15. bn100 says:

    like Cinderella

    1. See? Cinderella is a definite favorite!

  16. catslady says:

    I want to hide in your suitcase too lol. I really enjoy your books and these both sound wonderful!! Anything Scotland has to be good! You picked my favorite, I always loved the beast. Inner beauty and true love (sigh).

    1. Ha, Catslady, you were just snagged by my picture of Effie, were’t you? (No, honestly – I hope you enjoy The Highlander’s Desire!)

  17. Margo, you really know how to keep Jaunty in his place! Great interview 🙂

    I love Cinderella! Actually I pretend I *am* Cinderella, every time I have to peel potatoes or do the dishes. 😉 I’m not as crazy about her Prince, who apparently will marry anyone with a small-enough foot. 😉 I’m with Melody in liking Sleeping Beauty’s Prince Philip! What a doll, and he’ll will take on anyone for her even when she’s NOT looking like a princess…whereas Cinderella doesn’t attract her guy till she’s all dolled up.

    I feel quite sure that *your* take on the Cinderella story has a prince who is much more appealing! I can’t wait to read it!!!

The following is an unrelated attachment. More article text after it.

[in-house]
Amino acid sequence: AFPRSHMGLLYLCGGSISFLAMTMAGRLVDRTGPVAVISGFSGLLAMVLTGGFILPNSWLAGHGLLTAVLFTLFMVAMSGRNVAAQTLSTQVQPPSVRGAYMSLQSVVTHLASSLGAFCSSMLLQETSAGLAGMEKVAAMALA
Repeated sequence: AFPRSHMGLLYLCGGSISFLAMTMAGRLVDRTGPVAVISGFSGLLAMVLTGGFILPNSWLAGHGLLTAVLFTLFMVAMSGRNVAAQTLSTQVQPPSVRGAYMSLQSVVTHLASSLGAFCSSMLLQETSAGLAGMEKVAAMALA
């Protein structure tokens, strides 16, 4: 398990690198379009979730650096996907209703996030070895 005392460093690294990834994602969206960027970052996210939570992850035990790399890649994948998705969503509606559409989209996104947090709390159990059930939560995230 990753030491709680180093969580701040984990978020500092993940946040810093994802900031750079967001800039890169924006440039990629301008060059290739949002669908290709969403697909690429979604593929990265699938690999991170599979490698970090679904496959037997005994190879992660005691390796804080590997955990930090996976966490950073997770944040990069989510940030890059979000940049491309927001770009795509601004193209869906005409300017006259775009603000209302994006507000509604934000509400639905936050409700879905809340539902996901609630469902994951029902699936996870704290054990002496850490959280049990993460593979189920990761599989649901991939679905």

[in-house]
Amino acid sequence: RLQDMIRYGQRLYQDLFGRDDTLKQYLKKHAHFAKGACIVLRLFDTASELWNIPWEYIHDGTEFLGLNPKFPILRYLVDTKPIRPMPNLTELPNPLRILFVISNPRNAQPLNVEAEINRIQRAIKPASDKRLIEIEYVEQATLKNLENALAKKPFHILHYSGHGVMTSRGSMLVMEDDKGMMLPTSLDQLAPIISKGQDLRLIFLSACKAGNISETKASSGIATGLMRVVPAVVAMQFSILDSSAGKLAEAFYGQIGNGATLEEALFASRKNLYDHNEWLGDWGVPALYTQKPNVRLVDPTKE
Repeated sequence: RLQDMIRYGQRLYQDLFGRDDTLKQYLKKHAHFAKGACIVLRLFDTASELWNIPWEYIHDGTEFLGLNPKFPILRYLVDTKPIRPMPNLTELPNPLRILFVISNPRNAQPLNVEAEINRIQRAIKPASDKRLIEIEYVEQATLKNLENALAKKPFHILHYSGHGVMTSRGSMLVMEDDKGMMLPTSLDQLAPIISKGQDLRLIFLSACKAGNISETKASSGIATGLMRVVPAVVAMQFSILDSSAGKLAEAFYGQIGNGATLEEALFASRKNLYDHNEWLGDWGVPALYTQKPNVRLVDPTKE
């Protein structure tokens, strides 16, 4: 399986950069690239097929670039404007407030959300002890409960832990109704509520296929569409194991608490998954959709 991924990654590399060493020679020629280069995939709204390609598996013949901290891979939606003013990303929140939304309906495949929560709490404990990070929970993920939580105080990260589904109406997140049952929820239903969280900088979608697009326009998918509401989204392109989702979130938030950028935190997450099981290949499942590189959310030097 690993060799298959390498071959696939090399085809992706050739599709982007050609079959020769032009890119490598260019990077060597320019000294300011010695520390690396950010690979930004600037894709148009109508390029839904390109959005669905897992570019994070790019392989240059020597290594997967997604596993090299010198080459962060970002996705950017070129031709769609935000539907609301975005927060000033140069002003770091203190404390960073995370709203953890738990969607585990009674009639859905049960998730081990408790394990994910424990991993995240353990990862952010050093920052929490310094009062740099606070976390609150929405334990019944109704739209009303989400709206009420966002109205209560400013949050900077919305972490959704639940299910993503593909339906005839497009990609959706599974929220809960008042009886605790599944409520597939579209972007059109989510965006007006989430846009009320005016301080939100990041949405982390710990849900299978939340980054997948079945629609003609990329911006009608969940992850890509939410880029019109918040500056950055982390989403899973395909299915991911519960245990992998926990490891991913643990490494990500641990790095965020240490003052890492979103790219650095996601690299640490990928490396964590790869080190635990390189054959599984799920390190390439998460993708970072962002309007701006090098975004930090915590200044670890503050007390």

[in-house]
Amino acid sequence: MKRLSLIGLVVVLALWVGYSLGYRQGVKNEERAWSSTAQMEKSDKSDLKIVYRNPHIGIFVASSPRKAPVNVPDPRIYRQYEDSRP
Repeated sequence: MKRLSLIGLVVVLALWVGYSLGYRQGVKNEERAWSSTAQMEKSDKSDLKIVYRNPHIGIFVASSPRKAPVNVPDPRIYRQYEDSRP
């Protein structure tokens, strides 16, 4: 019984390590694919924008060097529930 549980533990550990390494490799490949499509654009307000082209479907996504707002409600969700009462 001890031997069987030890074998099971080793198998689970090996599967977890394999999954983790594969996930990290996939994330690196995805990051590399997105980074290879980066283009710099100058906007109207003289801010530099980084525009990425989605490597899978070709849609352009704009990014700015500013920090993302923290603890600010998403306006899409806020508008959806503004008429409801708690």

18. Thanks, Kathleen – That darned Jaunty is a pill!
    I’ll have to try Sleeping Beauty again – maybe the old time fairy tale in books. All I can remember is the Disney one we saw when my kids were young.

  19. Barbara Elness says:

    I’ve always loved Cinderella, it’s so nice to see the picked on girl get the prince. 😀

  20. I agree, Barbara. This book was totally satisfying to write.

  21. Jaunty, you scamp! Don’t you miss him, Margo? As for fave fairy tales, my mother had these wonderful old copies of the original Grimm and Hans Christian Anderson tales – definitely not sanitized. I loved the Snow Queen and bunches of one that were pretty bloodthirsty, now that I think about it.

    It was great seeing you last week, lady – enjoy Scotland!

  22. Blood-thirsty wench, eh, Vanessa?

    Loved seeing you last week! I wish we could do a small-scale conference, or even a writer’s retreat more often!

Leave a Reply

Your email address will not be published. Required fields are marked *

Keep in contact through the following social networks or via RSS feed:

  • Follow on Facebook
  • Follow on Twitter
  • Subscribe